The Cypress tree produces some of the world's most prized wood. It is lightweight and durable which makes it an ideal building material. Adding to the wood's popularity is the fact that it doesn't generate sap and therefore doesn't bleed. This unique characteristic also means the tree's wood takes well to stains, paint and sealers. What's more, the Cypress's attractive light to dark honey color is a quality carpenters and artists find highly appealing.

Popular uses for the Cypress include:

  • Chests and Boxes
  • Tables
  • Bed frames
  • Cabinets
  • Boats
  • Roofing shingles
  • Siding
  • Bridges
  • Porches
  • Barns
  • Greenhouses
  • Firewood

Cypress trees are also valued for their firewood and oil. The wood is easy to split, dries quickly and burns clean, so you don't have to worry about excessive tar and soot residue. In addition, oil from the tree is used for shampoo and other beauty products.

Cypress wood box for project

Interesting Facts

The Cypress tree has a fascinating history that dates back to the ancient Egyptians who used the durable trees to build mummy cases. The Greeks were also fans of the tree and used its wood to create urns to store the ashes of those who died in battle. Perhaps even more interesting is the fact that Plato's code of laws was etched into Cypress wood because it was thought to outlast brass.

The Cypress tree's popularity is also deeply rooted in the American south where a major travel attraction bears its name: Cypress Gardens. Located in Berkeley County, South Carolina, this botanical garden has been a top-rated family destination since 1931. The property is home to hundreds of Cypress trees which frame other features of the park, including the butterfly house, fresh water aquarium and rose gardens. Meanwhile, Winter Haven, Florida, used to be home to another Cypress Gardens, which closed in 2009. The historic gardens will forever be remembered for the dozens of majestic Cypress trees that lined Lake Eloise and the sprawling flower beds that burst with color.

Boating On Lake Eloise, Cypress Gardens

Cypress Diseases

While the Cypress is durable and extremely resistant to harsh weather conditions, it still has a number of foes. Among the most common Cypress diseases are:

  • Seiridium canker: This disease targets the tree's stems and branches. Sunken cankers that have a dark brown or purple hue dot the tree's limbs and cause infections. If the disease is not treated the cankers can overtake the Cypress and kill the entire tree.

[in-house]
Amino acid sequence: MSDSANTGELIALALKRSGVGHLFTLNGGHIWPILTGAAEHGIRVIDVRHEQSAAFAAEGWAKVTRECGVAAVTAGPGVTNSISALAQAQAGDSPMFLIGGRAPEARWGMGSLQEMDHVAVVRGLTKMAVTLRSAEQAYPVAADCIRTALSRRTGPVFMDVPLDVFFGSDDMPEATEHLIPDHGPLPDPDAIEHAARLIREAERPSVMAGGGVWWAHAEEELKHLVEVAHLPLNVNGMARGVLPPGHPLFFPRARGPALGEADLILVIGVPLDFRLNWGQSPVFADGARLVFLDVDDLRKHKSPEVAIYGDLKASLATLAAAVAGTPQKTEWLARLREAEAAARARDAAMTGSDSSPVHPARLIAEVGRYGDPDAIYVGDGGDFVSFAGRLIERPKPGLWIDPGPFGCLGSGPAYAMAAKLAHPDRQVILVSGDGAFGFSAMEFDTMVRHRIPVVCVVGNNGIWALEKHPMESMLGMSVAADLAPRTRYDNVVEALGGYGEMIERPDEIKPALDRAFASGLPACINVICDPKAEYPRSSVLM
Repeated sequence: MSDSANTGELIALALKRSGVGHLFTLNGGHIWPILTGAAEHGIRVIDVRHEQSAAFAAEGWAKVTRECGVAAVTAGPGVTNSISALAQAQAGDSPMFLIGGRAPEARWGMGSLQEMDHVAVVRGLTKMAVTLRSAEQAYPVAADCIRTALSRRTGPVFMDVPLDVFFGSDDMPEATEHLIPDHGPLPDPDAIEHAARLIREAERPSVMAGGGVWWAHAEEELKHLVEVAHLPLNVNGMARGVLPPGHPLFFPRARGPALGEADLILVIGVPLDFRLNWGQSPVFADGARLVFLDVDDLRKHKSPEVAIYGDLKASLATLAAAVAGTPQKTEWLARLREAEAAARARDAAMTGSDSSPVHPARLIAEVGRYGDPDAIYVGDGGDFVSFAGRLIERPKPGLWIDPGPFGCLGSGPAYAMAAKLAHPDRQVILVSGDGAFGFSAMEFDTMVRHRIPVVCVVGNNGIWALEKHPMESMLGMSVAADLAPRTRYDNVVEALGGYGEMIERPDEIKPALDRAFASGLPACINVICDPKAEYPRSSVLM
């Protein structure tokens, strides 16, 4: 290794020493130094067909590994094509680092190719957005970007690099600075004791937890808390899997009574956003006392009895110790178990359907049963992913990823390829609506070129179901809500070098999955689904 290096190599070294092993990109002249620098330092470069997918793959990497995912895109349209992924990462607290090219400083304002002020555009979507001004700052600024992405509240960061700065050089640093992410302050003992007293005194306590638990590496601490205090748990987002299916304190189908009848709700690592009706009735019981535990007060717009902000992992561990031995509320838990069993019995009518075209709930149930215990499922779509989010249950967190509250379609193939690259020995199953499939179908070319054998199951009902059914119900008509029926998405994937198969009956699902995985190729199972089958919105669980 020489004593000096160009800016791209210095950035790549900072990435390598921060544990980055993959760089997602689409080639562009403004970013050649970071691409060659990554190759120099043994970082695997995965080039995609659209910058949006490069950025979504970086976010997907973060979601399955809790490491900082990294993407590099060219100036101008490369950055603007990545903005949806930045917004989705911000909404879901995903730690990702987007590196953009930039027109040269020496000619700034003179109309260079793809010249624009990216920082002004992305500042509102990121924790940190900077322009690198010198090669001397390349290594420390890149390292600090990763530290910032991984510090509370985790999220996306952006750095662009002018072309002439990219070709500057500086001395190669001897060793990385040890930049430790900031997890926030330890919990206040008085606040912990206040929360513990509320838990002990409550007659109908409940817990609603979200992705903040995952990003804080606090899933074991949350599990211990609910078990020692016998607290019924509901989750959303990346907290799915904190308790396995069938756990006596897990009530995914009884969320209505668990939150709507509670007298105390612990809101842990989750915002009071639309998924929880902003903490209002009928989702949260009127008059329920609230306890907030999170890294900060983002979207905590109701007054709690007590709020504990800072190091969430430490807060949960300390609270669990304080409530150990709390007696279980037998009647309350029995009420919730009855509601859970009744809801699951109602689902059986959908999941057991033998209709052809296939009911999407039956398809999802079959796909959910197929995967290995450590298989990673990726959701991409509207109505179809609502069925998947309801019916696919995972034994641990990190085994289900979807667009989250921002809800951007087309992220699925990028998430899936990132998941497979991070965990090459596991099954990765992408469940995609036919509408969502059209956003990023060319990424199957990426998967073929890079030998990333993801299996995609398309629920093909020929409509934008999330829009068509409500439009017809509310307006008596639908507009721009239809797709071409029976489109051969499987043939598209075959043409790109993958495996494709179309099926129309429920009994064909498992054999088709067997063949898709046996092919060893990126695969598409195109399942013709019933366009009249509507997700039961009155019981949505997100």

• Root rot: The disease is prevalent with Cypress trees that do not have adequate soil drainage. Severe infections will present as yellowing foliage and damaged roots. The fungus spreads through the stump and its root system, and may eventually infect the entire tree.
Yellowing foliage on Cypress tree

Cypress Care

When planted in rows, Cypress trees can grow to be a formidable border, able to withstand high winds and other inclement weather. However, to ensure that your Cypress investment pays off, follow these simple tips on how to properly care for your tree:

  • Find a sunny area to plant the tree as Cypresses need full sun exposure.
  • Most Cypresses need moist soil to prosper, especially during the early stages of growth.
  • Avoid planting a Cypress in cramped spaces. The tree's roots need ample room to expand. This is critical for taller types of Cypress trees.
  • Remove all weeds that sprout near your Cypress tree. Weeds rob needed nutrients from the roots of the tree and if allowed to grow, weeds will also block the sun and stunt the growth of the young Cypress.
  • Prune off dead or diseased branches as soon as you recognize them, and examine the tree for canker and root disease on a regular basis.
Holding little Cypress tree in hands

Majestic Cypress Trees for Your Landscape

There are many types of cypress trees. With a little care, you can include this beautiful graceful evergreen in your home landscaping plans.

Cypress Trees